Modeling and Leveraging Emerging Non-Volatile Memories for Future Computer Designs

Open Access
Author:
Dong, Xiangyu
Graduate Program:
Computer Science and Engineering
Degree:
Doctor of Philosophy
Document Type:
Dissertation
Date of Defense:
August 31, 2011
Committee Members:
  • Yuan Xie, Dissertation Advisor
  • Yuan Xie, Committee Chair
  • Mary Jane Irwin, Committee Member
  • Vijaykrishnan Narayanan, Committee Member
  • Suman Datta, Committee Member
  • Norman P Jouppi, Committee Member
Keywords:
  • application
  • architecture
  • circuit
  • non-volatile memory
  • STTRAM
  • PCRAM
  • ReRAM
Abstract:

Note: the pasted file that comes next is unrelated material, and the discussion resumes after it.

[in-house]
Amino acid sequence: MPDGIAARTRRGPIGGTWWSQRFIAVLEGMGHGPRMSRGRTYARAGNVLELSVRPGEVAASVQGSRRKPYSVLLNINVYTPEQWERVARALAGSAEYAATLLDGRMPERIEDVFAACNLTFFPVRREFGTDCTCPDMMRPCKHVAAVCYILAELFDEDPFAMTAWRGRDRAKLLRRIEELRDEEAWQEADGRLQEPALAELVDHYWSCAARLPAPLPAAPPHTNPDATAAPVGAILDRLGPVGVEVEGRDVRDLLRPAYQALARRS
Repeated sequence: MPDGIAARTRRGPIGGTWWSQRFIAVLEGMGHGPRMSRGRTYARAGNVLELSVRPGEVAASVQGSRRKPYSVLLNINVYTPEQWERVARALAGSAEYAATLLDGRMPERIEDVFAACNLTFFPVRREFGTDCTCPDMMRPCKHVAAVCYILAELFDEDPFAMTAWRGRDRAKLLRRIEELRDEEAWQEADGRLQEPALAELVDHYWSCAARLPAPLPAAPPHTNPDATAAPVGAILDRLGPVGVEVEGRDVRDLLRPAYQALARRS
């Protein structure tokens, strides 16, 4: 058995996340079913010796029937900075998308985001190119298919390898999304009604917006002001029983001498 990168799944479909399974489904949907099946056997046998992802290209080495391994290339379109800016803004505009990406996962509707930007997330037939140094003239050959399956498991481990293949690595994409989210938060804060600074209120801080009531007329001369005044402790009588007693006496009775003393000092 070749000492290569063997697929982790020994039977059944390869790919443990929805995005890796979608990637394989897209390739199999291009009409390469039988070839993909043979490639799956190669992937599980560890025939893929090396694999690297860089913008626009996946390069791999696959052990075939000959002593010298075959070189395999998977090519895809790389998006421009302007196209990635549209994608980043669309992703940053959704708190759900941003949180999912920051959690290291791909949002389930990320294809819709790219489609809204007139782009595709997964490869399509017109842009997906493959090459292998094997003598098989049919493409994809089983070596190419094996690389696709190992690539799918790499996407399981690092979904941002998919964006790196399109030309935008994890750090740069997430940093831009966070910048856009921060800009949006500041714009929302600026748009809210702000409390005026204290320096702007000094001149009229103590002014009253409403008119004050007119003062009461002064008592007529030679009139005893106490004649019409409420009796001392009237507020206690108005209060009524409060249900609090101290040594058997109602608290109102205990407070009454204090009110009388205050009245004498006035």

Energy efficiency has become a major constraint in the design of computing systems today. As CMOS continues scaling down, traditional CMOS scaling theory requires to reduce supply and threshold voltages in proportion to device sizes, which exponentially increases the leakage. As a result, leakage power has become comparable to dynamic power in current-generation processes. Before leakage power becomes the dominant part in the power budget, disruptive emerging technologies are needed. Fortunately, many new types of non-volatile memory technologies are now evolving. For example, emerging non-volatile memories such as Spin-Torque-Transfer RAM (MRAM, STTRAM), Phase-Change RAM (PCRAM), and Resistive RAM (ReRAM) show their attractive properties of high access performance, low access energy, and high cell density. Therefore, it is promising to facilitate these emerging non-volatile memory technologies in designing future high-performance and low-power computing systems. However, since none of these new non-volatile memories is mature yet, academic research is necessary to demonstrate the usefulness of these technologies. In order to do that, this dissertation investigates three aspects of facilitating these emerging non-volatile memory technologies. First, a circuit-level performance, energy, and area models for various non-volatile memories is built. Second, several architecture-level techniques that mitigate the drawbacks in non-volatile memory write operations are proposed and evaluated. Third, application-level case studies of adopting these emerging technologies are conducted.